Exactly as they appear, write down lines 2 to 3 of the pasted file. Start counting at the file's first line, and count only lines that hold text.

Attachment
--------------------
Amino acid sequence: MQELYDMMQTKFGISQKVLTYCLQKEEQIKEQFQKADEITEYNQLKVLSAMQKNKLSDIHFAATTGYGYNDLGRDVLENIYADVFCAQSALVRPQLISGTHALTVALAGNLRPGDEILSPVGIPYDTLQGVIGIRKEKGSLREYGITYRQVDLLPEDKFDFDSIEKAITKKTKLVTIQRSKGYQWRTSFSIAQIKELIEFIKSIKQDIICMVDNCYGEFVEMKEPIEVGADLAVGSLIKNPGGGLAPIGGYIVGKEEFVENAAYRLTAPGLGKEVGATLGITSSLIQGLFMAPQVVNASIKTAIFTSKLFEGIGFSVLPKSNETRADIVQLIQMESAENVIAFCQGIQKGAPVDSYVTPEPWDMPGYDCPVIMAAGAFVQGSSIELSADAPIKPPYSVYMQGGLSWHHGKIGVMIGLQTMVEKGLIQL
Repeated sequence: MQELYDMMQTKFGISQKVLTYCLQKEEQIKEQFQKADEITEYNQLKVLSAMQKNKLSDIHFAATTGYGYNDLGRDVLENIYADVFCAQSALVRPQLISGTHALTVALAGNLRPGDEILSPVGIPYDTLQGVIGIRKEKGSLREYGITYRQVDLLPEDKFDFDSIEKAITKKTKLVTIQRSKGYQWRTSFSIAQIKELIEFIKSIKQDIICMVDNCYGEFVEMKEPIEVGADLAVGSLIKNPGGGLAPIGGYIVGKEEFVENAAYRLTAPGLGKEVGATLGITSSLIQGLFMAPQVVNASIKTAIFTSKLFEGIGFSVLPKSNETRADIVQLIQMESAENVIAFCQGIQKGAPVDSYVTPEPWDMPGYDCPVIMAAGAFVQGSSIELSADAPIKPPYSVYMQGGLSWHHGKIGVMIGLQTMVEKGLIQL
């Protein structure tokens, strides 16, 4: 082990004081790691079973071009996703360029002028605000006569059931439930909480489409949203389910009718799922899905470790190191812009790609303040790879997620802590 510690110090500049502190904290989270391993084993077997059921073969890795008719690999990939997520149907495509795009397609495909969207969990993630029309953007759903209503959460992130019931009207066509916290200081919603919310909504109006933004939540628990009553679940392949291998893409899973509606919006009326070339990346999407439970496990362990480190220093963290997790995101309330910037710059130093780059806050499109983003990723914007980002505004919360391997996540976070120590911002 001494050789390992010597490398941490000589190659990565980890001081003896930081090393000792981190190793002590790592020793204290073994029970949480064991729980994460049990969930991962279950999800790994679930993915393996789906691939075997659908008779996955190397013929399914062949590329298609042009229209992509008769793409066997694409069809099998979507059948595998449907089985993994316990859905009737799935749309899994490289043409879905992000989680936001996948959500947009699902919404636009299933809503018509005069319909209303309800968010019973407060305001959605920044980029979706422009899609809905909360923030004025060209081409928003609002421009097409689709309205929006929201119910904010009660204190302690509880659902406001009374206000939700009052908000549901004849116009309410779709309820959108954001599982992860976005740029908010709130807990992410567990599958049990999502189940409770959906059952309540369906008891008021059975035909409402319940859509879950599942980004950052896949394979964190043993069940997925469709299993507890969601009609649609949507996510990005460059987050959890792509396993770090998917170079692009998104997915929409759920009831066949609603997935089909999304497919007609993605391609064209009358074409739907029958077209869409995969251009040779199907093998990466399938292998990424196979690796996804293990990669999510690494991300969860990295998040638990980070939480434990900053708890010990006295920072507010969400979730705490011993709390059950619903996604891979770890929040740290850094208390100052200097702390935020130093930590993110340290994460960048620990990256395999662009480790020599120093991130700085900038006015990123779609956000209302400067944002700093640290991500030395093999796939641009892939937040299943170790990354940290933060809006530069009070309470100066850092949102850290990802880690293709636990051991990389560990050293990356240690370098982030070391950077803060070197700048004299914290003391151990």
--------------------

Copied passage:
Repeated sequence: MQELYDMMQTKFGISQKVLTYCLQKEEQIKEQFQKADEITEYNQLKVLSAMQKNKLSDIHFAATTGYGYNDLGRDVLENIYADVFCAQSALVRPQLISGTHALTVALAGNLRPGDEILSPVGIPYDTLQGVIGIRKEKGSLREYGITYRQVDLLPEDKFDFDSIEKAITKKTKLVTIQRSKGYQWRTSFSIAQIKELIEFIKSIKQDIICMVDNCYGEFVEMKEPIEVGADLAVGSLIKNPGGGLAPIGGYIVGKEEFVENAAYRLTAPGLGKEVGATLGITSSLIQGLFMAPQVVNASIKTAIFTSKLFEGIGFSVLPKSNETRADIVQLIQMESAENVIAFCQGIQKGAPVDSYVTPEPWDMPGYDCPVIMAAGAFVQGSSIELSADAPIKPPYSVYMQGGLSWHHGKIGVMIGLQTMVEKGLIQL
């Protein structure tokens, strides 16, 4: 082990004081790691079973071009996703360029002028605000006569059931439930909480489409949203389910009718799922899905470790190191812009790609303040790879997620802590 510690110090500049502190904290989270391993084993077997059921073969890795008719690999990939997520149907495509795009397609495909969207969990993630029309953007759903209503959460992130019931009207066509916290200081919603919310909504109006933004939540628990009553679940392949291998893409899973509606919006009326070339990346999407439970496990362990480190220093963290997790995101309330910037710059130093780059806050499109983003990723914007980002505004919360391997996540976070120590911002 001494050789390992010597490398941490000589190659990565980890001081003896930081090393000792981190190793002590790592020793204290073994029970949480064991729980994460049990969930991962279950999800790994679930993915393996789906691939075997659908008779996955190397013929399914062949590329298609042009229209992509008769793409066997694409069809099998979507059948595998449907089985993994316990859905009737799935749309899994490289043409879905992000989680936001996948959500947009699902919404636009299933809503018509005069319909209303309800968010019973407060305001959605920044980029979706422009899609809905909360923030004025060209081409928003609002421009097409689709309205929006929201119910904010009660204190302690509880659902406001009374206000939700009052908000549901004849116009309410779709309820959108954001599982992860976005740029908010709130807990992410567990599958049990999502189940409770959906059952309540369906008891008021059975035909409402319940859509879950599942980004950052896949394979964190043993069940997925469709299993507890969601009609649609949507996510990005460059987050959890792509396993770090998917170079692009998104997915929409759920009831066949609603997935089909999304497919007609993605391609064209009358074409739907029958077209869409995969251009040779199907093998990466399938292998990424196979690796996804293990990669999510690494991300969860990295998040638990980070939480434990900053708890010990006295920072507010969400979730705490011993709390059950619903996604891979770890929040740290850094208390100052200097702390935020130093930590993110340290994460960048620990990256395999662009480790020599120093991130700085900038006015990123779609956000209302400067944002700093640290991500030395093999796939641009892939937040299943170790990354940290933060809006530069009070309470100066850092949102850290990802880690293709636990051991990389560990050293990356240690370098982030070391950077803060070197700048004299914290003391151990």